Discussing Childbearing with HIV-infected Women of Reproductive Age in Clinical Care: A Comparison of Brazil and the US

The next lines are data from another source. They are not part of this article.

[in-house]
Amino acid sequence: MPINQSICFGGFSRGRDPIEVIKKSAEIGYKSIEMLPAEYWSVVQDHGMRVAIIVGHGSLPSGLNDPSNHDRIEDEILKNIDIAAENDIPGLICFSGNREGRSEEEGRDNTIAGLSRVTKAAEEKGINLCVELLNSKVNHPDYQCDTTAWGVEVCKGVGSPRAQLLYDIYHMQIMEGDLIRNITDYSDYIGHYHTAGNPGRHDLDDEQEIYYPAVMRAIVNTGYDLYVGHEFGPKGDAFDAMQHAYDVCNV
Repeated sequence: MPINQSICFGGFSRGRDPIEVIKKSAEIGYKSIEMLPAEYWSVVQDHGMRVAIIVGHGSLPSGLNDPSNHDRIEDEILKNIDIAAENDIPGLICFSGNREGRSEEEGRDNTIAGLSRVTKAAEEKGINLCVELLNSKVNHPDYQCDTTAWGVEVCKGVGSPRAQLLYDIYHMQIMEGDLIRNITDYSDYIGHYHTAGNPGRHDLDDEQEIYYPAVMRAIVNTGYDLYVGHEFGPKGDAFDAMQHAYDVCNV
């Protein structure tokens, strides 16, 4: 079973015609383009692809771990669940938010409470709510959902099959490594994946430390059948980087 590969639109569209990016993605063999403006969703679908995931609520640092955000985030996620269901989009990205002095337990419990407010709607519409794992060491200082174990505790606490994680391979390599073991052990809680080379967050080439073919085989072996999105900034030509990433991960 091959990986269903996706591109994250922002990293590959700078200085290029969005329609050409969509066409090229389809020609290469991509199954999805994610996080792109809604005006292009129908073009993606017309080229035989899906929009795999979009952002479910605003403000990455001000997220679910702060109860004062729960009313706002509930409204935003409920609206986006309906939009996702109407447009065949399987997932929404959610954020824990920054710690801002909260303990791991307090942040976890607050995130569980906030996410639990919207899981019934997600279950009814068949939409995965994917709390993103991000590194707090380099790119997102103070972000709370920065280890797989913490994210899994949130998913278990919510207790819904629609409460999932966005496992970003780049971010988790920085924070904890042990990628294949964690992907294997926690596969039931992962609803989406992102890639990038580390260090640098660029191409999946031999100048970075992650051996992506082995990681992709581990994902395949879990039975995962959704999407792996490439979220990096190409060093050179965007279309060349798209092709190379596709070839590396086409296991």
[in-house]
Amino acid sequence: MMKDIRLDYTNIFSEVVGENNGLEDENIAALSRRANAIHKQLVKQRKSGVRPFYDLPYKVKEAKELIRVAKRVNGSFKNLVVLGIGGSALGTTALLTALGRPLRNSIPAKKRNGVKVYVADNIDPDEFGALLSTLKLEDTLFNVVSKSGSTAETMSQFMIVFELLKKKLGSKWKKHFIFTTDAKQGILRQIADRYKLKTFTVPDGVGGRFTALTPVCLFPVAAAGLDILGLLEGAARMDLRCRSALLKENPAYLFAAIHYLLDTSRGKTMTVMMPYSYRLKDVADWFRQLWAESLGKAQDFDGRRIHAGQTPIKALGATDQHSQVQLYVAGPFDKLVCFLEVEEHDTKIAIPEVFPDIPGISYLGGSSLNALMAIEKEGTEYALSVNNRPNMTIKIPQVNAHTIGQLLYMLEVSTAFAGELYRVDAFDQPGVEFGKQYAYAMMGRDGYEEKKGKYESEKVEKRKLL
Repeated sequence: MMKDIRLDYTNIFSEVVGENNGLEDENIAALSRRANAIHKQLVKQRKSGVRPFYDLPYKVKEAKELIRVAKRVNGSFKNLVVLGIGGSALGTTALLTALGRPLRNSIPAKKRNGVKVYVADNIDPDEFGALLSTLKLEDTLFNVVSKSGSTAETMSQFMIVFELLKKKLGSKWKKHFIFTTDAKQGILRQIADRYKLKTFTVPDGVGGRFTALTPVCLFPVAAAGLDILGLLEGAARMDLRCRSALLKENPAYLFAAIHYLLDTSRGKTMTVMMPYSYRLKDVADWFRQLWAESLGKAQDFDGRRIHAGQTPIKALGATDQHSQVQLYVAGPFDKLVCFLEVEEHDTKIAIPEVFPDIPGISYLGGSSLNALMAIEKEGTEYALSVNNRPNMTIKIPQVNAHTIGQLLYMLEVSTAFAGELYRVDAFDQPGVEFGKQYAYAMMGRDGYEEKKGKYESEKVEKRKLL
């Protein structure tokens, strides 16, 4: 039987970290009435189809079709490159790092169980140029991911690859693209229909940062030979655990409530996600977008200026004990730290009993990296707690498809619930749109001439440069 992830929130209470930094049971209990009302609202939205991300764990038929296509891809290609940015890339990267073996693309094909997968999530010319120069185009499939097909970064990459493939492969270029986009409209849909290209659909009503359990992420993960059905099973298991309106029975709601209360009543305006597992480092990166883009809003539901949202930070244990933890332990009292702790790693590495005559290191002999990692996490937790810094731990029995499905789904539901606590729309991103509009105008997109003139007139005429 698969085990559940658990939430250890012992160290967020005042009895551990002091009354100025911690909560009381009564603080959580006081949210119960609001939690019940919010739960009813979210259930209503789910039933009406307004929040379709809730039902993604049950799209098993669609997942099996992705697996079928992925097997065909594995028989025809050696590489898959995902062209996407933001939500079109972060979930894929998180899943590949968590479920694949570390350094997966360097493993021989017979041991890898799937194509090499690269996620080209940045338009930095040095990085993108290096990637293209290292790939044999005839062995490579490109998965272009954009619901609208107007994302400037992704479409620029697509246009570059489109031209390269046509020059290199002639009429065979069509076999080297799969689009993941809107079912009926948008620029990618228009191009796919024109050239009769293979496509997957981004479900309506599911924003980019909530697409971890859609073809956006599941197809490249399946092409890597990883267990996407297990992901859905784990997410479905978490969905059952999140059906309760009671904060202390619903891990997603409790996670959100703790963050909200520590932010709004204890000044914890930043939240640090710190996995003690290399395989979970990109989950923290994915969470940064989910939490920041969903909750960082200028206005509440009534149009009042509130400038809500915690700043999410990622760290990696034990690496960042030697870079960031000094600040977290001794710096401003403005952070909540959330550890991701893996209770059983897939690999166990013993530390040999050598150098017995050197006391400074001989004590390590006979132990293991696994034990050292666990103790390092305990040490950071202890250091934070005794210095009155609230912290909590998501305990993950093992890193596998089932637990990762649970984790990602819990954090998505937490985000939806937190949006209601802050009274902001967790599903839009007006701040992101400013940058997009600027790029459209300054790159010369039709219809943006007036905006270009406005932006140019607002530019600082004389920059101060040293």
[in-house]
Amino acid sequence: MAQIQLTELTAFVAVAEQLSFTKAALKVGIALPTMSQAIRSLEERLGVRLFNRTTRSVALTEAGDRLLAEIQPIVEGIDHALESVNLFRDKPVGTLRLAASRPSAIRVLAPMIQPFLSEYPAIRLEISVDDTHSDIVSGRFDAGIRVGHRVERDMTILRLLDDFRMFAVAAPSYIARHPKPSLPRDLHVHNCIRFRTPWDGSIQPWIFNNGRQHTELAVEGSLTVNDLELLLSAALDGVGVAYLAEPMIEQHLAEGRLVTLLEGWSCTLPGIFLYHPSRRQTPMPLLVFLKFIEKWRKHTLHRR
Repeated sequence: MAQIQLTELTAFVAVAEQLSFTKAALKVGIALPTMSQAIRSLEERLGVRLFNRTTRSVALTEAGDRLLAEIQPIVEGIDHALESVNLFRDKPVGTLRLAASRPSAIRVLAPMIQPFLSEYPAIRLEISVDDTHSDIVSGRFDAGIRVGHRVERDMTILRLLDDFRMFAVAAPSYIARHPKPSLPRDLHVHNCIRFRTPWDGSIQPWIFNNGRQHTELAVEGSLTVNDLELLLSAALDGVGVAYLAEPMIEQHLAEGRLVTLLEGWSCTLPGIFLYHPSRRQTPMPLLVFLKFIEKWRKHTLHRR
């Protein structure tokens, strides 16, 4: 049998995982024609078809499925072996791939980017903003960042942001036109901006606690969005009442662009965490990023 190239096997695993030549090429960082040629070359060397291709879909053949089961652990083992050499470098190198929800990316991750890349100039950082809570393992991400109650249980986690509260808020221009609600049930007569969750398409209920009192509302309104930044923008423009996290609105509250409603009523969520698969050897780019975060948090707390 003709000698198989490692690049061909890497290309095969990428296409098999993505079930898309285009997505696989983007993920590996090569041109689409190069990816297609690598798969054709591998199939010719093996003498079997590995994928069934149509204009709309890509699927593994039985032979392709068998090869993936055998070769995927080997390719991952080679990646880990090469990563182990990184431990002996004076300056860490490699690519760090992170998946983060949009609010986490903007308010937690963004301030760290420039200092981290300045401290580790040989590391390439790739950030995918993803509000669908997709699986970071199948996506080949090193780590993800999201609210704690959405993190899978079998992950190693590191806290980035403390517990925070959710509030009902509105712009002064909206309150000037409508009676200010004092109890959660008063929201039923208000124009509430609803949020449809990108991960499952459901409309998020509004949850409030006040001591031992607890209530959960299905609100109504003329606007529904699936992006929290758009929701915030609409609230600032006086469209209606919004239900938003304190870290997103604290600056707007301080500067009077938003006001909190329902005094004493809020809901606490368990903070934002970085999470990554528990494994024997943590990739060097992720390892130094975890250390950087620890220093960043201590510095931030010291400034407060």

The aim of this study was to determine the rate and risk factors of HIV-1 mother-to-child transmission (MTCT), the timing of transmission and the transmitted subtype in a population where subtypes B and C co-circulate. One hundred and forty-four babies born to HIV-1-infected mothers were studied. Subtype and timing of transmission were determined by a nested polymerase chain reaction of the gp41 gene. Seven children were infected (4.9%): four were infected intrautero and one intrapartum. The higher frequency of intrautero transmission was statistically significant (P = 0.001). Use of antiretrovirals (ARVs) in the three stages of gestation was a protective risk factor for MTCT (PR = 0.42; CI: 0.21-0.83; P = 0.013). A higher HIV viral load at delivery was the only independent risk factor for MTCT. Early and universal access to ARVs during pregnancy are the most important measures to decrease vertical HIV-1 transmission even in areas where HIV clade distribution differs.